Shelleby, Elizabeth C.
M.A. (Master of Arts)
Department of Psychology
A growing body of research has evidenced bidirectional associations between parenting practices and the development of conduct problems in children. However, studies examining the effect of child callous-unemotional (CU) behavior in the context of these reciprocal associations have produced mixed findings. This study used data from the Fragile Families and Child Wellbeing Study (N= 4,898) to investigate bidirectional associations between parenting practices (i.e., positive and harsh) and child conduct problems across ages 3, 5, and 9 and determine if these associations are moderated by child CU behavior. Cross-lagged panel analyses revealed that higher positive parenting at age 5 was associated with lower conduct problems at age 9, whereas higher harsh parenting at age 5 was positively associated with year 9 conduct problems. Further, parents of children with higher levels of conduct problems demonstrated more harsh parenting behaviors in the home. In exploring the moderating role of CU behavior, results indicated a significant interaction between conduct problems and CU behavior at age 3 on positive parenting at age 5, such that the nature of this association differed based on the presence of higher or lower CU behavior. Implications of findings in terms of both research and intervention efforts are discussed with an emphasis on utilization of early intervention methods to target dysfunctional parent-child cyclical interactions that contribute to maladaptive parent and child outcomes.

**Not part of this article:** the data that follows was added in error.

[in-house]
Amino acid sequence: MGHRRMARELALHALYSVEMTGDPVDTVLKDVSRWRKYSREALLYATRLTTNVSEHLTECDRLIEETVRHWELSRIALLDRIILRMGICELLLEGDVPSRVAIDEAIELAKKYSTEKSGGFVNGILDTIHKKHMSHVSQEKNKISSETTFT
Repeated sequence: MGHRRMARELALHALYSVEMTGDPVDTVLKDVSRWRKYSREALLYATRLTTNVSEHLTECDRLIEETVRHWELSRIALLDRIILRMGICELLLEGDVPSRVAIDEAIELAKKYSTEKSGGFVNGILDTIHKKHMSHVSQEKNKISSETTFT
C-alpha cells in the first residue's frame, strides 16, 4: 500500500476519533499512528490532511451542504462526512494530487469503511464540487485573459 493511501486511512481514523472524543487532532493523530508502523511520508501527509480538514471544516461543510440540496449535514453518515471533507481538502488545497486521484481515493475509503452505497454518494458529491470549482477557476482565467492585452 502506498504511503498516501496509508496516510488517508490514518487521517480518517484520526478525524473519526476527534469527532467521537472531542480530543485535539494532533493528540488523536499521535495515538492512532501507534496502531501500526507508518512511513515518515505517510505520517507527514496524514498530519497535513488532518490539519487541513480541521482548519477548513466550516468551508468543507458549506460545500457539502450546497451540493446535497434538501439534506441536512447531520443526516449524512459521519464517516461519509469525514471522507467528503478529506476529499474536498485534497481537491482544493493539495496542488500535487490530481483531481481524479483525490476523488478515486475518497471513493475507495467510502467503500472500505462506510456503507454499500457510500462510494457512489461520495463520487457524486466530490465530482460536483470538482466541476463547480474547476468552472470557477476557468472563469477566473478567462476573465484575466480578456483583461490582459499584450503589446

Corning, Elizabeth R., "Bidirectional associations Between Parenting Practices and Child Conduct Problems: The Moderating Role of Callous-Unemotional Behavior" (2021). Graduate Research Theses & Dissertations. 6947.
Northern Illinois University
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